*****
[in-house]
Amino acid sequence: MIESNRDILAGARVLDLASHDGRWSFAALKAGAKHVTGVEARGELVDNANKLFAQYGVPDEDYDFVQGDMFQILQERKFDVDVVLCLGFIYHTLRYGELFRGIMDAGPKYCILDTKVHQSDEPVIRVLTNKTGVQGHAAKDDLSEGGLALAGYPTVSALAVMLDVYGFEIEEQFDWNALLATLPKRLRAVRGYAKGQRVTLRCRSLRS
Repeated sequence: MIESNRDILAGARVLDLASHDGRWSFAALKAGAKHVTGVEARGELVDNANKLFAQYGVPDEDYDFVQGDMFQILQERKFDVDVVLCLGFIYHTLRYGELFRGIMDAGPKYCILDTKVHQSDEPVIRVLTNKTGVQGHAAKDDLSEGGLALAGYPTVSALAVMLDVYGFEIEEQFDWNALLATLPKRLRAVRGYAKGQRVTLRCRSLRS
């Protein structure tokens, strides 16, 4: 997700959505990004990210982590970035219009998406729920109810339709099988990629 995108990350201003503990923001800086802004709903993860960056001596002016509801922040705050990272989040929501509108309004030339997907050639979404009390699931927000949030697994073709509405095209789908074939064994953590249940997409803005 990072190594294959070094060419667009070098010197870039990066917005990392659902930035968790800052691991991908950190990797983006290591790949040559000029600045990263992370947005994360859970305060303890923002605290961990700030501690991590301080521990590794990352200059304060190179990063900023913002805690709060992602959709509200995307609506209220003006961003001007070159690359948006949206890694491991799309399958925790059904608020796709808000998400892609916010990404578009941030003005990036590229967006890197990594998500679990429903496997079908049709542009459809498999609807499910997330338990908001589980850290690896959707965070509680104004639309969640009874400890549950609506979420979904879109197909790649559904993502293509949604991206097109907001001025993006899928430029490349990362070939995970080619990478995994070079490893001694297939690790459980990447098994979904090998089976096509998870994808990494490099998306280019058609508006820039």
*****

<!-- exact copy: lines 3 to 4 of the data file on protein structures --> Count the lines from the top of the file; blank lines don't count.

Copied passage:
Repeated sequence: MIESNRDILAGARVLDLASHDGRWSFAALKAGAKHVTGVEARGELVDNANKLFAQYGVPDEDYDFVQGDMFQILQERKFDVDVVLCLGFIYHTLRYGELFRGIMDAGPKYCILDTKVHQSDEPVIRVLTNKTGVQGHAAKDDLSEGGLALAGYPTVSALAVMLDVYGFEIEEQFDWNALLATLPKRLRAVRGYAKGQRVTLRCRSLRS
């Protein structure tokens, strides 16, 4: 997700959505990004990210982590970035219009998406729920109810339709099988990629 995108990350201003503990923001800086802004709903993860960056001596002016509801922040705050990272989040929501509108309004030339997907050639979404009390699931927000949030697994073709509405095209789908074939064994953590249940997409803005 990072190594294959070094060419667009070098010197870039990066917005990392659902930035968790800052691991991908950190990797983006290591790949040559000029600045990263992370947005994360859970305060303890923002605290961990700030501690991590301080521990590794990352200059304060190179990063900023913002805690709060992602959709509200995307609506209220003006961003001007070159690359948006949206890694491991799309399958925790059904608020796709808000998400892609916010990404578009941030003005990036590229967006890197990594998500679990429903496997079908049709542009459809498999609807499910997330338990908001589980850290690896959707965070509680104004639309969640009874400890549950609506979420979904879109197909790649559904993502293509949604991206097109907001001025993006899928430029490349990362070939995970080619990478995994070079490893001694297939690790459980990447098994979904090998089976096509998870994808990494490099998306280019058609508006820039």